Terrael started muttering to himself. It was the kind of muttering you do when you’re going over a complicated project in your head, like planning to break into one of the royal manors, so I didn’t feel obliged to pay any attention to him. He reached inside his robe and pulled out a pot with a stoppered lid and a small brush, its skinny bristles no longer than my pinky nail. The pot turned out to be full of silvery ink or paint. Terrael came to stand close in front of me and began painting on the brim of the cap. Every few minutes he would rotate the cap on my head to paint a new section. I really wished I could ask him questions—hah! That’s funny now. Anyway, I stayed patient because I was curious about what he was doing. I don’t know if it’s good or not that I didn’t just run away.

Finally, he stepped back, and his eyes focused on mine again. He looked very serious, like saying goodbye forever serious, and I got nervous and was about to take the cap off when he reached out with the brush and made a final mark on the cap.

I thought my head had exploded. It hurt worse than anything I’d ever imagined possible, and I wanted to rip the cap off my head and throw it at Terrael’s face, but my entire body was paralyzed. I found later that I’d fallen off the counter, but at the time I couldn’t feel anything but the pain that radiated from my forehead through my entire body. Phantom smells of ash and rainwater filled my nostrils, and I tasted salt, and I couldn’t see or hear anything at all, not even the screaming I’m sure I was doing. And then I could hear too much, all these voices shouting in hundreds of languages, none of which I understood. Somewhere in there I blacked out, I think, because the sound went from being hundreds of voices to just one, high-pitched like a woman’s, chanting. I still couldn’t understand it, but then I realized I could move—that’s when I found I was on the floor. I had the cap off my head and flung across the room before I discovered I wasn’t in pain anymore, and I could see. What I saw, from my perspective on the floor, were two pairs of sandaled feet attached to two pairs of black trousers. Terrael was arguing with Smug Git, and this is the overwhelming part—I listened to their conversation for nearly a minute before I realized I understood what they were saying. It staggered me to the point that I can’t remember now what their exact words were, just that Smug Git was furious with Terrael about what he’d done with the cap, and Terrael, surprisingly, was standing up to him and saying something like “it was worth the risk.”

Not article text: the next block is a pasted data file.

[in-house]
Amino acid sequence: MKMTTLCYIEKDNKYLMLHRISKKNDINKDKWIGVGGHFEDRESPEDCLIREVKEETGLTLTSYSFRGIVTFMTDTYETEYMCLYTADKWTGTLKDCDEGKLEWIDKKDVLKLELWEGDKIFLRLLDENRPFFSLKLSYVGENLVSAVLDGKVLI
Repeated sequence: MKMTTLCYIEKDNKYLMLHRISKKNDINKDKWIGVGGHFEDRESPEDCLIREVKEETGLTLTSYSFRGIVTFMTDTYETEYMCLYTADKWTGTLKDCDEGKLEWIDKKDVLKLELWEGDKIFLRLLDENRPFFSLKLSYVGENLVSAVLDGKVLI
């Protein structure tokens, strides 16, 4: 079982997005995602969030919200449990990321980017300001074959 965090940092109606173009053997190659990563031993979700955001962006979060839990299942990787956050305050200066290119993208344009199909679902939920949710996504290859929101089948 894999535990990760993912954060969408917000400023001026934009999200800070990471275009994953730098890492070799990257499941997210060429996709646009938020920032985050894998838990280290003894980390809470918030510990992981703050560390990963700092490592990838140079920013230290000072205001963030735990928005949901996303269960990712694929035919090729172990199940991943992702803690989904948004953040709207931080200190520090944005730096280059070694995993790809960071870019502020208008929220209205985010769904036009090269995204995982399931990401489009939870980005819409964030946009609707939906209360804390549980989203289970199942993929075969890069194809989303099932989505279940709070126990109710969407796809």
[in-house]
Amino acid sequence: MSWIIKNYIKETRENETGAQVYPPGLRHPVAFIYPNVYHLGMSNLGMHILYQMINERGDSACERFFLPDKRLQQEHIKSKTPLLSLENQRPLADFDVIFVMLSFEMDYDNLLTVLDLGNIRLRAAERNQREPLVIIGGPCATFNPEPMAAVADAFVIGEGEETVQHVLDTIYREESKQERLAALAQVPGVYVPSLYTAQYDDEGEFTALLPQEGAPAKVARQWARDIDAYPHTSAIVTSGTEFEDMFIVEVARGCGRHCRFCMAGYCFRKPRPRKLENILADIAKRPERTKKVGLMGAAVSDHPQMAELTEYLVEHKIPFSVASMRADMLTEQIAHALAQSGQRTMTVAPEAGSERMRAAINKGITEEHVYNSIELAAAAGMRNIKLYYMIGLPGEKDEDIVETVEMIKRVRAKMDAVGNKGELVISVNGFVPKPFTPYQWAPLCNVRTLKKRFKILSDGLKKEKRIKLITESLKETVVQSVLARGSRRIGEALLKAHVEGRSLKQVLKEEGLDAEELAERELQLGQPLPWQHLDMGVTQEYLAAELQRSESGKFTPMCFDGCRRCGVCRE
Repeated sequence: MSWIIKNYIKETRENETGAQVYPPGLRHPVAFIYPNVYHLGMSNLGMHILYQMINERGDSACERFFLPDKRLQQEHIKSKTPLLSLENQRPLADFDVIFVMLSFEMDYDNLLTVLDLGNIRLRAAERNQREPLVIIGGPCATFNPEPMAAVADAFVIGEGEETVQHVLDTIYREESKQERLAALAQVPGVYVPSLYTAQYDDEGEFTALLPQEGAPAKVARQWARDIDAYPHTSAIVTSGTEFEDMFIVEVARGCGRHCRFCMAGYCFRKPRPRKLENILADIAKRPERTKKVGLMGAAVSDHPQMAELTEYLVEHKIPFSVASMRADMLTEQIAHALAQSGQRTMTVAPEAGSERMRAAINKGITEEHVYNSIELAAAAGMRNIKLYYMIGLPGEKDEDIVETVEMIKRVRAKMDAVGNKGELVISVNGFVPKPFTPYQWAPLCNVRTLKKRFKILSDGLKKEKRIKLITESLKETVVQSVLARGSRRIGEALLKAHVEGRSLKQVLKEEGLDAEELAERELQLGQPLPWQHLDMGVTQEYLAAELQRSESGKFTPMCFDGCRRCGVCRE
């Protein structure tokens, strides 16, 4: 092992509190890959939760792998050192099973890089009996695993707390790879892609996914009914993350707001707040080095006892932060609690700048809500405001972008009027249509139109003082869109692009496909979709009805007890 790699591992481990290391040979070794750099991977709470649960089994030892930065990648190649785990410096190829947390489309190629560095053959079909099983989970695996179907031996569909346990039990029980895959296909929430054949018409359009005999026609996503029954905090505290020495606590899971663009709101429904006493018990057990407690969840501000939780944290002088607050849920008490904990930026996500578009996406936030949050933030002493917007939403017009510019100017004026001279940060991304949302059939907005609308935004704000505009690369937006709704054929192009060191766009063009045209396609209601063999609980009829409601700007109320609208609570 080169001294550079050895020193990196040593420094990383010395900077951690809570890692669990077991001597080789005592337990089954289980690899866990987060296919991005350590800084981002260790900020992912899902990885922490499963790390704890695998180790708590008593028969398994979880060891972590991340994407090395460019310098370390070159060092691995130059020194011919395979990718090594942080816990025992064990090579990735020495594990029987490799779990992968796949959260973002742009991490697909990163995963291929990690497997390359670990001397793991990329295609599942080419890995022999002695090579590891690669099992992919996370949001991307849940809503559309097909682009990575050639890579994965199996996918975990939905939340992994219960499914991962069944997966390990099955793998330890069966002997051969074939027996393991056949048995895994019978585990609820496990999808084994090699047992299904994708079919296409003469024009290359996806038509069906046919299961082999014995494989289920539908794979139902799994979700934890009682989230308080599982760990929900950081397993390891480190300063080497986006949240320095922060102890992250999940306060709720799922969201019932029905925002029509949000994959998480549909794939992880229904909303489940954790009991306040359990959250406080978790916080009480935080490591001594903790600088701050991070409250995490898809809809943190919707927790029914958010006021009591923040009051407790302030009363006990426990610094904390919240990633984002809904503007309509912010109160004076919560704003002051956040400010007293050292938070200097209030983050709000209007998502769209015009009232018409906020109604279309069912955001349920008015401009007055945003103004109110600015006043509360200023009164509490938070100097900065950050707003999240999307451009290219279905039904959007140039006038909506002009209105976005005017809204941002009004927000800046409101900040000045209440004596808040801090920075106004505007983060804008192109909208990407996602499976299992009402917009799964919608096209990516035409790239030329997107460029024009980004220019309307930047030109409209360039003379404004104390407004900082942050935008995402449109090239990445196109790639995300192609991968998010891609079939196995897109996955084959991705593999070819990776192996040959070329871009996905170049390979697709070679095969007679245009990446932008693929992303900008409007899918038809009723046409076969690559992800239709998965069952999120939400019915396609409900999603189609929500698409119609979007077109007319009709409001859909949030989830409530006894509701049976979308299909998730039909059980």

I got to my feet, and they both stopped arguing. Smug Git said, “We will have to watch her to see if any permanent damage was done.” The way he said it, like I was some kind of animal, made me angry, so I said—I can’t remember exactly, that’s how angry I was—“Oh, yes, let’s hope she didn’t sustain any permanent damage, that would be so inconvenient for you” and that’s as far as my anger took me before I realized I was speaking their language, and that startled me so much I shrieked and clapped my hands over my mouth. Terrael’s mouth fell open. Smug Git raised one eyebrow again—really, that makes him look even more arrogant and annoying than he naturally does. “It worked,” he said. He made it sound like the whole thing was his idea.

It sounded like Terrael felt the same way, and he said, “Just as I said, Sai Aleynten,” and I could practically hear him thinking I told you so, though he was careful not to sound rude. Smug Git nodded once, and said, “Take her back to her room, Master Peressten, and I will interrogate her in the morning.”

I didn’t like the sound of “interrogate,” and I said, “You brought me here, maybe I should be interrogating you.” It wasn’t much, but I couldn’t stand there and not defy him. It’s his face.

He just turned that cold, indifferent gaze on me, then said “In the morning, Master Peressten,” and walked away. So I lost my temper and summoned the fire in a circle around him. Terrael cried out and took a step toward the git, who just turned smoothly on his heel, made a few gestures like writing on the air—and I flew back into the counter I’d been sitting on. It knocked the air out of me, and I lost control of the fire and it went out, but obviously what really stunned me was seeing him work that pouvra. Never mind that I couldn’t do anything nearly so powerful; what was the gesturing for? Pouvrin are meant to come from inside you, something you encompass with your mind and then turn outward. If I gestured all the time when I did magic, I’d be captured instantly. So—

All right. I’m still overwhelmed. I was overwhelmed enough then that I didn’t strike back at Smug Git or whatever it was Terrael called him. Sai Aleynten. He walked away without another word, and Terrael helped me stand, babbling something about how I shouldn’t attack people and Smug Git could have done far worse because he’s some word I didn’t understand. Whatever Terrael’s cap did to me, there are apparently words it didn’t bother translating, and there’s probably some logic to it, but I can’t see it at the moment. He brought me back to my room, and now I’m hurrying to write this before the lights go out.

There’s just too much. Here’s what I know.

  1. That cap did something to me that lets me speak their language.
  2. These people have magic. Powerful magic, if Smug Git is representative.
  3. They don’t work magic the way I do.
  4. They want to learn something from me, hence the promised interrogation.

I ought to escape. I have no reason to believe that just because I haven’t been hurt before, their interrogation won’t involve…maybe not torture, but physical duress at least. But—this is the first place I’ve ever been where magic not only isn’t feared, but is openly practiced. Even if the way they use pouvrin is not at all like mine. I can’t leave until I’ve at least learned why that is. And I’m increasingly curious about why I’m here at all. I think Smug Git’s interrogation may give me more information than I give him. At least, that’s my plan.